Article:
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Plus: Richard Raynis discusses SAMMY; Fox's Animation Schedule

By Steve Fritz     August 08, 2000

Wayne Knight, who many fans may remember as a semi-regular on Seinfeld and 3rd Rock from the Sun, sounds like he's having a ball with his latest project. 'This series represents the classic struggle between good and evil,' says Knight. 'They rule through teamwork and good will, while I rule through edicts and just pure nastiness. It's a lot like Hollywood.'

What's Knight talking about? The new Buzz Lightyear of Star Command series, which is being introduced through a special introductory video that's being released today, Aug. 8. Usually when a major studio releases an original, domestic direct-to-home video, it's a warning sign that the powers-that-be deemed the property too weak for theatrical release. Heck, they might not deem it worthy even for cable. Not so with Buzz Lightyear. Following the video's release, the series will air on ABC on Saturdays, and on UPN during the rest of the week starting in October.

Knight, now an animation vet with such credits as Disney's Tarzan, Toy Story 2 and Space Jam under his belt, voices the Evil Emperor Zurg, Buzz's pop and self-proclaimed ruler of the universe and master of the galaxy. Tim Allen sort of reprises his role of Buzz (previously seen in both Toy Story movies) for the video. Only this isn't the toy Buzz who starred in the two Pixar movies--it's the one from the TV show that the toy was based on. Following the video, Allen will be replaced by Patrick Warburton (Seinfeld, Talk Radio, the M&M commercials) for the TV series.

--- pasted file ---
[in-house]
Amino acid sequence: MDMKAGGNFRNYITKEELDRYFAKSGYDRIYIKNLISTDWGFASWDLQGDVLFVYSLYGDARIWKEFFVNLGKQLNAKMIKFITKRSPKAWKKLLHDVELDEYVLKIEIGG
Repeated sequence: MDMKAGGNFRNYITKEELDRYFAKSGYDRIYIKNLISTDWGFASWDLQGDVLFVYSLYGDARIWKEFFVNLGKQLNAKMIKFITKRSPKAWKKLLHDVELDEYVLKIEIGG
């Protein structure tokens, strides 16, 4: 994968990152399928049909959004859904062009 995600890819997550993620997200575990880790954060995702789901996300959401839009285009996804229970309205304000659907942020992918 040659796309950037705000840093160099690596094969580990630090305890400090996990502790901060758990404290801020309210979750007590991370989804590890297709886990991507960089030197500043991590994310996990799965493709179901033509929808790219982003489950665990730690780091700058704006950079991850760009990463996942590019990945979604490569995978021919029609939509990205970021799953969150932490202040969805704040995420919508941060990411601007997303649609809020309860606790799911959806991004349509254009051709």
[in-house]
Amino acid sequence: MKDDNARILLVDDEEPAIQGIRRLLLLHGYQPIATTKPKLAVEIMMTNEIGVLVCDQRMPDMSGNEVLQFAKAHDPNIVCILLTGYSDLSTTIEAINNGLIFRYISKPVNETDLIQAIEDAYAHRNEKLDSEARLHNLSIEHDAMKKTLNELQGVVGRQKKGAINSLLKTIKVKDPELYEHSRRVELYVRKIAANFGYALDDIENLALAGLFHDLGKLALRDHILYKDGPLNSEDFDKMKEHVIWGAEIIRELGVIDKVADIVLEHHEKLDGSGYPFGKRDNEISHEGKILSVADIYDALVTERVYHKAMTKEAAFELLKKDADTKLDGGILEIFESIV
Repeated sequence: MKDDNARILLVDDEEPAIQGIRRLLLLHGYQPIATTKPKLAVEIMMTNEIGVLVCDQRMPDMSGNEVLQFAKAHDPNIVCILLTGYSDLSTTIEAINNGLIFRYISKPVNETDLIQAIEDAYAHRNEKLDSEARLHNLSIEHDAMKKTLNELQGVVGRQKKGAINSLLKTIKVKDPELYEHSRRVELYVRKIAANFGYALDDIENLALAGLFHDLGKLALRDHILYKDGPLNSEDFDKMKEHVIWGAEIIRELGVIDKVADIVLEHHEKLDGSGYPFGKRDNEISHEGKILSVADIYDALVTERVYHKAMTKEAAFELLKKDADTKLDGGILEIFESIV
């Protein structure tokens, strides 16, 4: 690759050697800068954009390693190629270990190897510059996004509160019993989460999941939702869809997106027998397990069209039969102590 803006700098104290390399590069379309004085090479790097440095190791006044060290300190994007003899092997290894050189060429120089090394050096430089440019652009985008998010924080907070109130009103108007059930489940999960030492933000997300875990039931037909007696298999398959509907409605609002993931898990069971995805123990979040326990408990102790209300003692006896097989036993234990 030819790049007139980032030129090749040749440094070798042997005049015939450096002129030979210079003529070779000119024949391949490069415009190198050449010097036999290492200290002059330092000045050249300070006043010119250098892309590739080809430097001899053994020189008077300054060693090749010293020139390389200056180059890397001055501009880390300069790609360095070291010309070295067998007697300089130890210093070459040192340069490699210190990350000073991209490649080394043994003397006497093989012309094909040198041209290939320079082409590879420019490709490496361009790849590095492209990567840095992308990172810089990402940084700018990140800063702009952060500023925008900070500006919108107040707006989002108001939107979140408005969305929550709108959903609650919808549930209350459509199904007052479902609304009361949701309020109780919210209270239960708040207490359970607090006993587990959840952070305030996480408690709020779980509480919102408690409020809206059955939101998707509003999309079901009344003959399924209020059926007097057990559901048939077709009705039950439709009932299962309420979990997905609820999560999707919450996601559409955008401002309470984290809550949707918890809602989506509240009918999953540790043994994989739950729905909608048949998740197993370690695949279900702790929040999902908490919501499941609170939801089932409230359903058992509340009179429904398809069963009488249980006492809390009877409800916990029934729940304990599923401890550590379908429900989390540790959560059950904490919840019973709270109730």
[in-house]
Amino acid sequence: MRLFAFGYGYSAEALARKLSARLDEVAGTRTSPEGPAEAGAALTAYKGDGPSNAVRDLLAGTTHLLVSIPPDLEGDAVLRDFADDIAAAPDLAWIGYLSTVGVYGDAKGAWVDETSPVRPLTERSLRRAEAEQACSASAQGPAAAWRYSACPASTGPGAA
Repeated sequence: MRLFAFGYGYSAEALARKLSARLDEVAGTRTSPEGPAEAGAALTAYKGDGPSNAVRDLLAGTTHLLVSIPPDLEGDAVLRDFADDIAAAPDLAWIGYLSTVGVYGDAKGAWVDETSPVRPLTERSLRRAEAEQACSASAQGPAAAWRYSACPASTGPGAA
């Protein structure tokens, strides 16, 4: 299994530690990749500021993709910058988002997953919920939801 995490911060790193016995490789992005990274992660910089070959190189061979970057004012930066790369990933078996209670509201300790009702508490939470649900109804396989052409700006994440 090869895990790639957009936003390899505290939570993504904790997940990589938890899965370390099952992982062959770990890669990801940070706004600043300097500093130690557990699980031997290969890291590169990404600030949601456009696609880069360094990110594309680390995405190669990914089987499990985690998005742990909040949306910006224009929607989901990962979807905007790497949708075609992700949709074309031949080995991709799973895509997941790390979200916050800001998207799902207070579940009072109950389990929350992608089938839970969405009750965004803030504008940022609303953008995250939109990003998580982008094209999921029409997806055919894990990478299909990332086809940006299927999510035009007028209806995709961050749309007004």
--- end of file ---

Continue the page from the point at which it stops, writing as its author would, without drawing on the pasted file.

Oddly enough, Knight didn't voice Zurg in Toy Story 2. He was actually the voice of Al, the mad collector who kidnapped Woody. Knight's Zurg is a totally different critter from its toy counterpart, and the actor appears to be loving every second of it.

'Working in animation is about being able to feel like you're creating as well as embodying the character,' says Knight. 'Zurg is kind of like a very tall cow catcher. That's what he looks like to me. I don't care that he's evil. I just like that he's tall. I've tried to play him as a little of Ming the Merciless and a little of Darth Vader, with an emphasis on being mad with power.

'Zurg's defining characteristics are that he is vain and pompous, in addition to being evil. He loves being the king of all evil. When you mix in his frustration with always being defeated by Buzz, that makes for the funny stuff.'

Knight also plays him with all the vocal smarminess usually reserved for vet voice actors like Mark Hamill and Tim Curry. And in the video, Allen himself goes on a Captain Kirk vamp that makes William Shatner's Priceline.Com commercials look like Grammy nominees. If you don't believe me, just listen to Buzz (Allen) sing the main theme at the end.

What's even better is that the rest of this video is chock full of both loving homages and out-and-out vicious parodies of everything science fiction. Knight himself isn't the slightest bit afraid of taking advantage of this. 'Everyone has a dark side, and I get the freedom to express all those things that you wouldn't normally say in life,' says Knight. 'I get to vent all of that in the sound booth. This allows me to be a much nicer person in life. It's sort of therapy through animation.'